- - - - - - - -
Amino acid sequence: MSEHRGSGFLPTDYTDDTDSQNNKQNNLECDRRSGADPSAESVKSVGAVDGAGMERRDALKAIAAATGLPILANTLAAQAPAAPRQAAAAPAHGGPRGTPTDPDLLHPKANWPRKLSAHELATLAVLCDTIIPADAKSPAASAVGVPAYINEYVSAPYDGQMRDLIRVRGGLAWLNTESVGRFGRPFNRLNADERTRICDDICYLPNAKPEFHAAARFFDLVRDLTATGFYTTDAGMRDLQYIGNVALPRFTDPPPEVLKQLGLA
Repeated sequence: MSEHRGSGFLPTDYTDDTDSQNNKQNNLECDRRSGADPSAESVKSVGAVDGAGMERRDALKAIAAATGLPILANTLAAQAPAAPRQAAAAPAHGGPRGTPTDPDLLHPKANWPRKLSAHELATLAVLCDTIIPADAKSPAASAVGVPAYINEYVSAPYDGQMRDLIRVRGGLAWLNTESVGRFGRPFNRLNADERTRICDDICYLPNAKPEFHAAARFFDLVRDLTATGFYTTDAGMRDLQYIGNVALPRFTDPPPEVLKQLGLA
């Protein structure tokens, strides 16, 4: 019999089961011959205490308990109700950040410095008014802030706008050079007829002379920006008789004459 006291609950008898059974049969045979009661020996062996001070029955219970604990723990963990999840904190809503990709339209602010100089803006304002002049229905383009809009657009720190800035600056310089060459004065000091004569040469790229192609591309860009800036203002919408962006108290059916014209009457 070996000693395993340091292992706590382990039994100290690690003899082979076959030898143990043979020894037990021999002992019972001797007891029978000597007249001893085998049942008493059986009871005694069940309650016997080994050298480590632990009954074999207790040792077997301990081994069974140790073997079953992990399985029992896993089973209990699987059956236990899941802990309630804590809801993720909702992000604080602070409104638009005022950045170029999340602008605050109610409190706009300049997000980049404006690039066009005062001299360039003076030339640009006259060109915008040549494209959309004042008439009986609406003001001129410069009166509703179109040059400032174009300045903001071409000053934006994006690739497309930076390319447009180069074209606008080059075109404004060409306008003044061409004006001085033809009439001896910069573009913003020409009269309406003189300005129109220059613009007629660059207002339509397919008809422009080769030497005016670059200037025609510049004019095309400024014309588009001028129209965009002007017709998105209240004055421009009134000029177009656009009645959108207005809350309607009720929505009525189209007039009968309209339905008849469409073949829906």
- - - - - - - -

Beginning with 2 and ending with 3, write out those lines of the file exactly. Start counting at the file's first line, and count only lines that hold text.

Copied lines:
Repeated sequence: MSEHRGSGFLPTDYTDDTDSQNNKQNNLECDRRSGADPSAESVKSVGAVDGAGMERRDALKAIAAATGLPILANTLAAQAPAAPRQAAAAPAHGGPRGTPTDPDLLHPKANWPRKLSAHELATLAVLCDTIIPADAKSPAASAVGVPAYINEYVSAPYDGQMRDLIRVRGGLAWLNTESVGRFGRPFNRLNADERTRICDDICYLPNAKPEFHAAARFFDLVRDLTATGFYTTDAGMRDLQYIGNVALPRFTDPPPEVLKQLGLA
């Protein structure tokens, strides 16, 4: 019999089961011959205490308990109700950040410095008014802030706008050079007829002379920006008789004459 006291609950008898059974049969045979009661020996062996001070029955219970604990723990963990999840904190809503990709339209602010100089803006304002002049229905383009809009657009720190800035600056310089060459004065000091004569040469790229192609591309860009800036203002919408962006108290059916014209009457 070996000693395993340091292992706590382990039994100290690690003899082979076959030898143990043979020894037990021999002992019972001797007891029978000597007249001893085998049942008493059986009871005694069940309650016997080994050298480590632990009954074999207790040792077997301990081994069974140790073997079953992990399985029992896993089973209990699987059956236990899941802990309630804590809801993720909702992000604080602070409104638009005022950045170029999340602008605050109610409190706009300049997000980049404006690039066009005062001299360039003076030339640009006259060109915008040549494209959309004042008439009986609406003001001129410069009166509703179109040059400032174009300045903001071409000053934006994006690739497309930076390319447009180069074209606008080059075109404004060409306008003044061409004006001085033809009439001896910069573009913003020409009269309406003189300005129109220059613009007629660059207002339509397919008809422009080769030497005016670059200037025609510049004019095309400024014309588009001028129209965009002007017709998105209240004055421009009134000029177009656009009645959108207005809350309607009720929505009525189209007039009968309209339905008849469409073949829906």